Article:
May 4, 2022 | Erin Bluvas, email@example.com
Thomas LaBone knows his specialty like no one else. The health physicist has spent 40 years assessing occupational exposure to radioactive materials – a branch of science known as internal dosimetry. With his latest degree from UofSC (Ph.D. in Biostatistics), LaBone is on the forefront of researchers in his field when it comes to applying Bayesian statistics to internal dosimetry – a goal 25 years in the making.
Originally from New Jersey, LaBone moved to New Hampshire for his first job at a radio-pharmaceutical company after graduating from Rutgers University with an M.S. in Radiological Sciences. In 1986, LaBone moved to Aiken, South Carolina after accepting a position at the Savannah River Site, where he would stay for the next 20 years.
A few years into his role at the Site, LaBone began communicating with researchers applying Bayesian statistics to various projects at the Los Alamos National Laboratory. He wanted to incorporate the methods to his own work in internal dosimetry and seized his chance to gain the necessary statistical background when he was offered a position at MJW Corporation in 2006.
“I was blessed to get a new job that offered the flexibility to attend school and work full time, so I enrolled in the master’s in industrial statistics program at the University of South Carolina,” LaBone says. “It was a wonderful program that got me going in the right direction, but I needed more.”
In 2014, LaBone met with clinical associate professor James Hussey (then the chair for the Department of Epidemiology and Biostatistics) about the Ph.D. in Biostatistics program. After enrolling, LaBone quickly found additional mentors among the faculty, particularly his dissertation committee led by Alexander McLain.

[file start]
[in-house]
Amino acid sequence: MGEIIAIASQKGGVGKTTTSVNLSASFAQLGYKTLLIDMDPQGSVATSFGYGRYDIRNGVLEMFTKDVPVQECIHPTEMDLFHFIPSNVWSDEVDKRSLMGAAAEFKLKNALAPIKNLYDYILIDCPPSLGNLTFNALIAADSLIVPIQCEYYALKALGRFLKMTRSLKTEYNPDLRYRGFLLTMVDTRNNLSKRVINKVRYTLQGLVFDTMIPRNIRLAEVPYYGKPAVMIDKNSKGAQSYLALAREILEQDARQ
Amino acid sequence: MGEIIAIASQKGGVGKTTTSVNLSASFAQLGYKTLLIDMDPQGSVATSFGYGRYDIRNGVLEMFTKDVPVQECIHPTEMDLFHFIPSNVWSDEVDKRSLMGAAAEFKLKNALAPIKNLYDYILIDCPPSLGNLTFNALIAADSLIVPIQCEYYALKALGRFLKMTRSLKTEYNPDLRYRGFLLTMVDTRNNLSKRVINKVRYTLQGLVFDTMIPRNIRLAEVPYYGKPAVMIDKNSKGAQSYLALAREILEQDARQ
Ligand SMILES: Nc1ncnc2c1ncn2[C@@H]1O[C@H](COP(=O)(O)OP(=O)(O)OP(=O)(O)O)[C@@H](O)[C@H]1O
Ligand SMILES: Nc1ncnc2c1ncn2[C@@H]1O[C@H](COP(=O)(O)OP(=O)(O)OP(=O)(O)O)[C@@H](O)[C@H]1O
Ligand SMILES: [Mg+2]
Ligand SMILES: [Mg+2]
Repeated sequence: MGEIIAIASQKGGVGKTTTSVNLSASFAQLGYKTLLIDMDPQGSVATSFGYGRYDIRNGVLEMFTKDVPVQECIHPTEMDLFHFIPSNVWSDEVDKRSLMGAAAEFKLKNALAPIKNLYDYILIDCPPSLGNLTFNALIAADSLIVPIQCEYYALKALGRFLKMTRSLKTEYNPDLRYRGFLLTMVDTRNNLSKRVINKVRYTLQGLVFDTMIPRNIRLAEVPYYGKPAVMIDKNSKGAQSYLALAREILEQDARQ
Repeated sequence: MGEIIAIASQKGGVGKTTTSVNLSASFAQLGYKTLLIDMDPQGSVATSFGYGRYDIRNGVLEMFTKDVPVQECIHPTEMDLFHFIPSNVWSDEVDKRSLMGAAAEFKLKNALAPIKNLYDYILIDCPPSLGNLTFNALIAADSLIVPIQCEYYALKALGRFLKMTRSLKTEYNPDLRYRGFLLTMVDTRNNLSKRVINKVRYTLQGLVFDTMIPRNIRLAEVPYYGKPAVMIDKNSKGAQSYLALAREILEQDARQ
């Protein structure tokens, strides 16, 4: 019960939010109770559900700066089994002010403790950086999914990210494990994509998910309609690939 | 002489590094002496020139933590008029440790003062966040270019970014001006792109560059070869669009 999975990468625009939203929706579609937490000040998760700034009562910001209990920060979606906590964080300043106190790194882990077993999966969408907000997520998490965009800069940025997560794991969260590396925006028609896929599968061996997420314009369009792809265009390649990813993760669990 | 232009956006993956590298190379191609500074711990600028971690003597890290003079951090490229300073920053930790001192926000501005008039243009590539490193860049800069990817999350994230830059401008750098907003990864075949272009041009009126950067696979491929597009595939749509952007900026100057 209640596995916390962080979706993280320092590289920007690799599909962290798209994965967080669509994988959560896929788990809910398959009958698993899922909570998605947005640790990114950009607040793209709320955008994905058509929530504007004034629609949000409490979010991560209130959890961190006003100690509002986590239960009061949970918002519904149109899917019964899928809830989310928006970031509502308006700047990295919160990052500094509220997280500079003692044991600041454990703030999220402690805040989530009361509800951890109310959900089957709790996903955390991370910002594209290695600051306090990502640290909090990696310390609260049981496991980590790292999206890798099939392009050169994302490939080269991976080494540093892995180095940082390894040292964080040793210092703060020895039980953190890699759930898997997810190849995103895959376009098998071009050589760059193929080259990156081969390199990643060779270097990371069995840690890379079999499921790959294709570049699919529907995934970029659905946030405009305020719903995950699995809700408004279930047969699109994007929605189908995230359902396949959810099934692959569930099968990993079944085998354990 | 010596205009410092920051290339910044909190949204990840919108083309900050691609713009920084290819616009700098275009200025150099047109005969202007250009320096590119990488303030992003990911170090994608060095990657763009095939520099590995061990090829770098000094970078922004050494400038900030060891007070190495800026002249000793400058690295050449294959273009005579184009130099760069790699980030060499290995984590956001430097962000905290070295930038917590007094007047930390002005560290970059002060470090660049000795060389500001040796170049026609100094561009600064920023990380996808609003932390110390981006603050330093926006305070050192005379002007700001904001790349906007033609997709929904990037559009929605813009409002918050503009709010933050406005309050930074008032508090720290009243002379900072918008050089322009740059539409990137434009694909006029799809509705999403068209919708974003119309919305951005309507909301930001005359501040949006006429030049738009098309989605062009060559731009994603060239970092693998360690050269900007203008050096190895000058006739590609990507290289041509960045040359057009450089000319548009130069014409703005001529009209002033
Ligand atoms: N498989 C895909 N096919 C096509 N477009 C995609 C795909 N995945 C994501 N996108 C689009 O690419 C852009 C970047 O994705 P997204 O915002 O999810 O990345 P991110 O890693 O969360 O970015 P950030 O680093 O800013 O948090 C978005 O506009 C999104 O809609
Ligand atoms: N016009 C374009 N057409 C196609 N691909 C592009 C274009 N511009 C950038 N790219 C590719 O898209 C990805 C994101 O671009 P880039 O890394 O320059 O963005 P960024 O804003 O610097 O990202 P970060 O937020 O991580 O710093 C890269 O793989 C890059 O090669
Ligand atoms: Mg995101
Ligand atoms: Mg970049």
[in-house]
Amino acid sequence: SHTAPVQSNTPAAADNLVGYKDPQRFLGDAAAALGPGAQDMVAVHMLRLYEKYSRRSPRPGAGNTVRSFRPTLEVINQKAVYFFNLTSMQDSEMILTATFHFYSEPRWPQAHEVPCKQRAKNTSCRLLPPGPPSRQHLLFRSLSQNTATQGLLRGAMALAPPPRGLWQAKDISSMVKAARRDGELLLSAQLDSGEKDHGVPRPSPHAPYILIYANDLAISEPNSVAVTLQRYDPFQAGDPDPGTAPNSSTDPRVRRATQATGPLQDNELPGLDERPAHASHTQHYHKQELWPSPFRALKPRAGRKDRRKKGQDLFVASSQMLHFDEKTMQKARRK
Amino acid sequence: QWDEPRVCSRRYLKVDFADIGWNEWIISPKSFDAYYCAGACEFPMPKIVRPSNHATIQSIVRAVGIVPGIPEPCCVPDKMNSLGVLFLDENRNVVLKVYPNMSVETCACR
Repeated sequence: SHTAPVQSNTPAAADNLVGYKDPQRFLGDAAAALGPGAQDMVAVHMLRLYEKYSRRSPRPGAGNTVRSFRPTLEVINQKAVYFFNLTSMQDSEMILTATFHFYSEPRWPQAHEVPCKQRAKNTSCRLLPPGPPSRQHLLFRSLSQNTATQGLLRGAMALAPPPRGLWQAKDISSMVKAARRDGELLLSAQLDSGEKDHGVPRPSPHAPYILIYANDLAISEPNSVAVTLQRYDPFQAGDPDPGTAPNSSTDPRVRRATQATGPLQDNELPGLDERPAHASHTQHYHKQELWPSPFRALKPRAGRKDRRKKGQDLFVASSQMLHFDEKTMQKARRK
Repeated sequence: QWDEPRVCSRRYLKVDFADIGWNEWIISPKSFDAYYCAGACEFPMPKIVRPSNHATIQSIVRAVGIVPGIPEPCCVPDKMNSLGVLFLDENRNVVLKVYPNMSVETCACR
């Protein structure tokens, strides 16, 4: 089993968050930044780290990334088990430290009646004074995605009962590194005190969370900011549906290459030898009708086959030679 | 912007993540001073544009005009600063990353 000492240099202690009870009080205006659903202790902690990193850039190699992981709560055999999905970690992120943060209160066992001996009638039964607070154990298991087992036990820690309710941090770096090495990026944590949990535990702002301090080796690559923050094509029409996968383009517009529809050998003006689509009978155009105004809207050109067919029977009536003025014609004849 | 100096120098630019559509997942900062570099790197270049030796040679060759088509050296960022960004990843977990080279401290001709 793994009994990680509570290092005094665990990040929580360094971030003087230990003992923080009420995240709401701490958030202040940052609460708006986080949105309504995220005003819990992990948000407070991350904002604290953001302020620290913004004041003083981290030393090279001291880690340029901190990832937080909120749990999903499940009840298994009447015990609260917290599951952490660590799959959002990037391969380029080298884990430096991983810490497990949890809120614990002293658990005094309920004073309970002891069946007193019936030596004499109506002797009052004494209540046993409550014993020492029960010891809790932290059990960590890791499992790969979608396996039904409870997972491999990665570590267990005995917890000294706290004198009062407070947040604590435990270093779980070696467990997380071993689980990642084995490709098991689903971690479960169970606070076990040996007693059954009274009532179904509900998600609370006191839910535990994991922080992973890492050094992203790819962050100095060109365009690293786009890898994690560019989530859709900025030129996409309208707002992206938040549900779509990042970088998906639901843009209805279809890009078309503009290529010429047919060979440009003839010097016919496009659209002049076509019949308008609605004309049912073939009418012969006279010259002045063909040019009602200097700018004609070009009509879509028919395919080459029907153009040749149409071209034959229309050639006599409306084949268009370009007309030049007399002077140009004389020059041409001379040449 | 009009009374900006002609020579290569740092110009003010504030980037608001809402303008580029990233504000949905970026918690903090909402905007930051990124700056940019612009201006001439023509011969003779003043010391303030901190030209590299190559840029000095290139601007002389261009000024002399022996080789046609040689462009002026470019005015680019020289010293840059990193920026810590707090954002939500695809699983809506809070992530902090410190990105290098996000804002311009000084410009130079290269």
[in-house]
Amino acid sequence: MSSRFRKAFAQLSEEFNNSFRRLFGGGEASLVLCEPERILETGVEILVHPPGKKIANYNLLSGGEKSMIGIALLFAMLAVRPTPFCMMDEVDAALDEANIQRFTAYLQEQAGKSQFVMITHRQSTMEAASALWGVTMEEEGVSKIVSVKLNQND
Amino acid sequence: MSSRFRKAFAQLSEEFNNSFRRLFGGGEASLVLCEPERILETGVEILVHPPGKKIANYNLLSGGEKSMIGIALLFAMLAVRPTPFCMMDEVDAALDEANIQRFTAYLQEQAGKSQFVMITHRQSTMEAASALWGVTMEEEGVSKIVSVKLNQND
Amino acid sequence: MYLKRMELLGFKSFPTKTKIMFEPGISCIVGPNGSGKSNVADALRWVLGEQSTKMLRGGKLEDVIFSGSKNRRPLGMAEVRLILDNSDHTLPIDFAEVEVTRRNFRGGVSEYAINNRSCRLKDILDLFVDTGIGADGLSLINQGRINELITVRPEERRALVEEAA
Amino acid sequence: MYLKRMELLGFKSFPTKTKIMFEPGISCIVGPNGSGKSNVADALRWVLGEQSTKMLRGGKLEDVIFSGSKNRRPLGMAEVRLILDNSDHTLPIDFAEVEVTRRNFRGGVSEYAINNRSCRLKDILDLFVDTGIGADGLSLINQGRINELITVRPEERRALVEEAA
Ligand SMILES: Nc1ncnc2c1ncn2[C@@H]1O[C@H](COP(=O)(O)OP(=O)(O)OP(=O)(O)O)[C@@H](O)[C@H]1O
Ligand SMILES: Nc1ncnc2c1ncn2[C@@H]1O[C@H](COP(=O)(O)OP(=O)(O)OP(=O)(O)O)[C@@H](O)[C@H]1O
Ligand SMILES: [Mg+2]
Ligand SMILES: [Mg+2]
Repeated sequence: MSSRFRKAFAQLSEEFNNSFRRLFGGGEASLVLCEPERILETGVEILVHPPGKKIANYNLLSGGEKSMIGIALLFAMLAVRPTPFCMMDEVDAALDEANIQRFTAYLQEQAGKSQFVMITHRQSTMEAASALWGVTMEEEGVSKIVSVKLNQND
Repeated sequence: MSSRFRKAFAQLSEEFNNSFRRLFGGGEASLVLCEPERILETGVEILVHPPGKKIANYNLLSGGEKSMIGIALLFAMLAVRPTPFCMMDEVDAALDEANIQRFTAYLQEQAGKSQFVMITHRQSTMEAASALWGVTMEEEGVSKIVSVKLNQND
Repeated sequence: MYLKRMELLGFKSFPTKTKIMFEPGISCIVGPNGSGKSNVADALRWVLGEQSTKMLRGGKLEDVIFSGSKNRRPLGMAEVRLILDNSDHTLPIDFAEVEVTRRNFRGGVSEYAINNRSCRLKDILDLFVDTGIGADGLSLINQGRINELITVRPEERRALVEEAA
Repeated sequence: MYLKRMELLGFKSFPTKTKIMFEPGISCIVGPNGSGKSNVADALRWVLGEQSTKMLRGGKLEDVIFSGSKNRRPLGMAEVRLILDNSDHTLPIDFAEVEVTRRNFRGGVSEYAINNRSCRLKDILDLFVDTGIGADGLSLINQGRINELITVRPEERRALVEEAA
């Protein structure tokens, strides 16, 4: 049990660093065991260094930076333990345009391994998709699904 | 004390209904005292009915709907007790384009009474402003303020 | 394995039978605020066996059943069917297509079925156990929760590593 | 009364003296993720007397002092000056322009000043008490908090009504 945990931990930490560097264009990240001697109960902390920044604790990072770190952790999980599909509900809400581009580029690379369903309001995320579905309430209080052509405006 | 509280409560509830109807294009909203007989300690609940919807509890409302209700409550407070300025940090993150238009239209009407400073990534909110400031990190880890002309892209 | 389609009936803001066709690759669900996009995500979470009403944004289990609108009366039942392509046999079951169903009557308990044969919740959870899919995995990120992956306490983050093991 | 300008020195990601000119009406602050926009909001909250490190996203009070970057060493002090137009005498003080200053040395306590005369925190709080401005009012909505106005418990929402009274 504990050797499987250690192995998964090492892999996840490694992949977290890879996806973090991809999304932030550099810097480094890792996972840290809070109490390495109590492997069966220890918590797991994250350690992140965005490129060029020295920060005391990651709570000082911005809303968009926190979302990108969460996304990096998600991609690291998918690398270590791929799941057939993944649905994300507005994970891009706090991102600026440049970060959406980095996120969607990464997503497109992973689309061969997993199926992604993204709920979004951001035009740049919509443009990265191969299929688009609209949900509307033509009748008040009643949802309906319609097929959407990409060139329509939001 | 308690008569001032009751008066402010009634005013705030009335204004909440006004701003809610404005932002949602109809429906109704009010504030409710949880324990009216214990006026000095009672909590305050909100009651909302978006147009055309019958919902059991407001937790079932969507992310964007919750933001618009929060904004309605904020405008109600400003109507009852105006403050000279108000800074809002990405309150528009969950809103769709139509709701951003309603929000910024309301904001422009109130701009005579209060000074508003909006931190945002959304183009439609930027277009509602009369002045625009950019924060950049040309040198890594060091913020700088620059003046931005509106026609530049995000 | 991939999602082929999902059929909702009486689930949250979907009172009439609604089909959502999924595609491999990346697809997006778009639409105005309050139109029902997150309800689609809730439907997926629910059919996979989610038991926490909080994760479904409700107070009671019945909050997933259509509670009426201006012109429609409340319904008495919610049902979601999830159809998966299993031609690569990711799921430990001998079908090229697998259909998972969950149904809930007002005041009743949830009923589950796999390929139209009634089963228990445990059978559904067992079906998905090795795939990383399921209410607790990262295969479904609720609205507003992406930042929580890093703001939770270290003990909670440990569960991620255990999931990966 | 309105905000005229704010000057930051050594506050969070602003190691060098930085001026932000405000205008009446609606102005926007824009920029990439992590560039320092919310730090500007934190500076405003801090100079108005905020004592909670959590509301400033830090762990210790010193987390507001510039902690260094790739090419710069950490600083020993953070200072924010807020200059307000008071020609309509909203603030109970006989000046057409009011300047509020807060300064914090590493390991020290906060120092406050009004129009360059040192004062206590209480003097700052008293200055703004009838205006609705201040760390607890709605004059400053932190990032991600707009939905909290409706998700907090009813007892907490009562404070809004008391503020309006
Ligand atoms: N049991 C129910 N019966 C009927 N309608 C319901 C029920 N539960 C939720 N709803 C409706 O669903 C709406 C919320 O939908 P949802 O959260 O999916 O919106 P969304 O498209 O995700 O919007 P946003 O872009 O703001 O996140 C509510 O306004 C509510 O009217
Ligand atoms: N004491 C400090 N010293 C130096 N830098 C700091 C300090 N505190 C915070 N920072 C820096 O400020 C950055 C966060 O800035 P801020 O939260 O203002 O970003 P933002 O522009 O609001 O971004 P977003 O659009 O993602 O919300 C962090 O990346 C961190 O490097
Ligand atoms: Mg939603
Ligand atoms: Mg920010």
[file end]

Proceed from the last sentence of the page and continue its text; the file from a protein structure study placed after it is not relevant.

“I especially thank my dissertation advisor for accepting the challenge of teaching an old dog new tricks and not giving up on me,” LaBone says. “I pursued a Ph.D. in an effort to take my game to the next level, and Dr. McLain has been a marvelous coach.”
Twenty-five years after his initial interest in Bayesian statistics was sparked, LaBone completes his degree this month with many new tools in hand. Outlined in his dissertation, LaBone has developed a technique for using Bayesian methods to offer innovative, practical solutions to the challenges posed by internal dosimetry.
LaBone is already applying the approaches he has perfected over the past several years and is looking forward to sharing these methods with the rest of the field. In addition to his consulting role, this education may take the form of teaching as well.
“Develop a good support network of friends, family and facility before starting a Ph.D. program,” advises LaBone, who says his success would not have been possible without his daughters and wife. “It is a marathon, and you will be glad to have help avoiding all the potholes in the road to graduation.”